Indeed, such was the promise of Occupy Wall Street. Unfortunately, the movement failed to crystallize into something truly permanent. But despite Occupy’s short, limited role, the entire national conversation shifted rather dramatically for a time. Today, it is commonplace to hear politicians and public figures speak of the 99%, the 1%, and so on, but these were concepts only just recently introduced into the broader lexicon. And at least as importantly, it served as a heavy counterweight to the classist “takers” rhetoric coming from the right. Would Mitt Romney’s infamous “47%” comment have exploded nearly as loudly as it did if Occupy Wall Street hadn’t raised the issue of middle-class exploitation just months before?

I think not. Although the movement ultimately fizzled out, the ragtag group consisting largely of students, social misfits, hipsters, and the unemployed briefly jolted the boundaries of discourse in the opposite direction from their long-term trajectory. The question is whether that shift represented an insignificant and temporary diversion from the mean, or a useful lesson on how to conduct political warfare in the future. Yes, the Democrats have managed to win the popular vote in five of the past six presidential elections. But just imagine what the left could accomplish if it actually started fighting.

Apparently “baby killing” is not such an effective scare tactic anymore

Today marks the 40th anniversary of Roe v. Wade, and a new poll reveals that the ruling is more popular now than it’s ever been before:

Seven in 10 adults say the Supreme Court should not overturn its landmark decision establishing abortion rights, according to a new Wall Street Journal/NBC poll.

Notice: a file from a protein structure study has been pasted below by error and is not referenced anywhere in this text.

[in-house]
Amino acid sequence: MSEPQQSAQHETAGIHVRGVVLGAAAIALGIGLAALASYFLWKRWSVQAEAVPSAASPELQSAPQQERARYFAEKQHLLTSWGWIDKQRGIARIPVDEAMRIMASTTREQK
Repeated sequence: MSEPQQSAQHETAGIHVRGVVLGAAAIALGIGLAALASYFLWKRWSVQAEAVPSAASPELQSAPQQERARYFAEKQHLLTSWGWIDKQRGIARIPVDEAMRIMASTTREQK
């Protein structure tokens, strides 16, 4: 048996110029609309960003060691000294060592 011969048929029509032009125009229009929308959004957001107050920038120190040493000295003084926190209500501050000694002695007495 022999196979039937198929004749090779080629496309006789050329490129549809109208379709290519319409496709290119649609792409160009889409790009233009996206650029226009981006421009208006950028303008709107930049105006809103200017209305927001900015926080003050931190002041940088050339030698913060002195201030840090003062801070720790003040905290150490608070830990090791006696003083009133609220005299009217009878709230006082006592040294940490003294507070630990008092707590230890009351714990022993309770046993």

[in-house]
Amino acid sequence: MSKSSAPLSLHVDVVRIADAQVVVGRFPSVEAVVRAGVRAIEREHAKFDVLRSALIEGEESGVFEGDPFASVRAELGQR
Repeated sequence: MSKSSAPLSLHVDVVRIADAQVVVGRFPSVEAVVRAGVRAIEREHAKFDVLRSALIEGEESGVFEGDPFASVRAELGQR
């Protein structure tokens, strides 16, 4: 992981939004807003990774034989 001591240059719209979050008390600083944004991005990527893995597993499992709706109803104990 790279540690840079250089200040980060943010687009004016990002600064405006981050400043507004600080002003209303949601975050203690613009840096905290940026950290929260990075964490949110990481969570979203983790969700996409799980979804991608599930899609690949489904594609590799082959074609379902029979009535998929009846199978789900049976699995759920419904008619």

That is the highest level of support for Roe v. Wade in the poll’s 24 years of tracking the question. Only about one in four said the court should overturn its verdict.

Michael Tomasky zooms out:

Same-sex marriage approval. Marijuana legalized. Now this. It continues to amaze me how the country has flipped culturally. I think this is probably Obama’s biggest impact, more than health care or anything else. He’s changed the political culture of the country. In some senses by doing particular things–repealing don’t ask, don’t tell. But in other senses just by being Barack Obama.

In accepting him as their president (which 70 percent of Americans happily do, even when they may disagree with this or that policy), Americans appear also to have accept in some internal way that it’s a different time and a different country now. It seems natural that that psychic change would first manifest itself in certain shifting cultural attitudes, as these are low-hanging fruit compared to the big policy changes that face ferocious opposition in Washington.

It may also be that it’s not really Obama who made these changes, that they were well in formation when he just happened to come along and embody them. I think here of the Beatles as an analogy. They certainly changed the culture and the world and led a revolution, but many societal factors were lined up in harmony just waiting for someone to come along and pop the cork: the rise of the teenage demographic, the end of conscription (in Britain, which gave young males more freedom), and so on. Everything came together and boom it all went. Same kind of thing here.

“A personable middle-aged man.”

That’s the sensible description of Barack Obama, as written by China’s state-run Xinhua:

Barack Obama, a personable middle-aged man, inaugurated as the first African-American president of the United States four years ago with an ambitious oath — “Yes, we can.”